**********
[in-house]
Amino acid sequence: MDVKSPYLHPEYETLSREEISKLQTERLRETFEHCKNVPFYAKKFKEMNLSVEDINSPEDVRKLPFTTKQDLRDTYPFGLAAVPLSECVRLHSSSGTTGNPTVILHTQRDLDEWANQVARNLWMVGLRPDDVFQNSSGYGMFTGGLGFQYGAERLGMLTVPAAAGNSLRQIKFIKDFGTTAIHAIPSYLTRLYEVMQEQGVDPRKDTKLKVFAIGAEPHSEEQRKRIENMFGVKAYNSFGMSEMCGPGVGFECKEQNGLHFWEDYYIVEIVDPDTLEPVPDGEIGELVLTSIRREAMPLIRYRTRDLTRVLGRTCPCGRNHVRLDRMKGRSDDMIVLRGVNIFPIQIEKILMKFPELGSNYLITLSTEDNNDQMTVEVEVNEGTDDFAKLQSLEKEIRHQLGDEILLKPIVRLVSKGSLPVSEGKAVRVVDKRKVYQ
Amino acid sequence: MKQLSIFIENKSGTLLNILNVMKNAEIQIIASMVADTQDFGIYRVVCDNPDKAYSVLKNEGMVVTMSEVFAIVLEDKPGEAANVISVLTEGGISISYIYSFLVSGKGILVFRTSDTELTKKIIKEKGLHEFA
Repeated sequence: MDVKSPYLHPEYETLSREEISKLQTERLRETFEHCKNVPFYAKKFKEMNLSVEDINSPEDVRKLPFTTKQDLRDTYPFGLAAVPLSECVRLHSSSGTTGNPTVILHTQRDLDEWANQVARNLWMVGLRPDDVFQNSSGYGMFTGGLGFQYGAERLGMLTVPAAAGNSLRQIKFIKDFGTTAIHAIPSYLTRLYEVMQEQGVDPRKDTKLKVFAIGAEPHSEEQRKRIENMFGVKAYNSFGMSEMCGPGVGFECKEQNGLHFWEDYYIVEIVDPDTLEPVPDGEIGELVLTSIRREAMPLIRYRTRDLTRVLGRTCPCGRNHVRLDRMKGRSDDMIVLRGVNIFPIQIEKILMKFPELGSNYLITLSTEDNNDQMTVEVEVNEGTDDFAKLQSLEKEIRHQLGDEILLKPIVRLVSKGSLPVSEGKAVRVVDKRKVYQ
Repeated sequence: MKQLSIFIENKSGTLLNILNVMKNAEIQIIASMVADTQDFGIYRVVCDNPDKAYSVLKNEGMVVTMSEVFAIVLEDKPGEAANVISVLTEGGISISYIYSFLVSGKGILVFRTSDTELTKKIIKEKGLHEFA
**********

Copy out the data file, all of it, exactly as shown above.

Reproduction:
[in-house]
Amino acid sequence: MDVKSPYLHPEYETLSREEISKLQTERLRETFEHCKNVPFYAKKFKEMNLSVEDINSPEDVRKLPFTTKQDLRDTYPFGLAAVPLSECVRLHSSSGTTGNPTVILHTQRDLDEWANQVARNLWMVGLRPDDVFQNSSGYGMFTGGLGFQYGAERLGMLTVPAAAGNSLRQIKFIKDFGTTAIHAIPSYLTRLYEVMQEQGVDPRKDTKLKVFAIGAEPHSEEQRKRIENMFGVKAYNSFGMSEMCGPGVGFECKEQNGLHFWEDYYIVEIVDPDTLEPVPDGEIGELVLTSIRREAMPLIRYRTRDLTRVLGRTCPCGRNHVRLDRMKGRSDDMIVLRGVNIFPIQIEKILMKFPELGSNYLITLSTEDNNDQMTVEVEVNEGTDDFAKLQSLEKEIRHQLGDEILLKPIVRLVSKGSLPVSEGKAVRVVDKRKVYQ
Amino acid sequence: MKQLSIFIENKSGTLLNILNVMKNAEIQIIASMVADTQDFGIYRVVCDNPDKAYSVLKNEGMVVTMSEVFAIVLEDKPGEAANVISVLTEGGISISYIYSFLVSGKGILVFRTSDTELTKKIIKEKGLHEFA
Repeated sequence: MDVKSPYLHPEYETLSREEISKLQTERLRETFEHCKNVPFYAKKFKEMNLSVEDINSPEDVRKLPFTTKQDLRDTYPFGLAAVPLSECVRLHSSSGTTGNPTVILHTQRDLDEWANQVARNLWMVGLRPDDVFQNSSGYGMFTGGLGFQYGAERLGMLTVPAAAGNSLRQIKFIKDFGTTAIHAIPSYLTRLYEVMQEQGVDPRKDTKLKVFAIGAEPHSEEQRKRIENMFGVKAYNSFGMSEMCGPGVGFECKEQNGLHFWEDYYIVEIVDPDTLEPVPDGEIGELVLTSIRREAMPLIRYRTRDLTRVLGRTCPCGRNHVRLDRMKGRSDDMIVLRGVNIFPIQIEKILMKFPELGSNYLITLSTEDNNDQMTVEVEVNEGTDDFAKLQSLEKEIRHQLGDEILLKPIVRLVSKGSLPVSEGKAVRVVDKRKVYQ
Repeated sequence: MKQLSIFIENKSGTLLNILNVMKNAEIQIIASMVADTQDFGIYRVVCDNPDKAYSVLKNEGMVVTMSEVFAIVLEDKPGEAANVISVLTEGGISISYIYSFLVSGKGILVFRTSDTELTKKIIKEKGLHEFA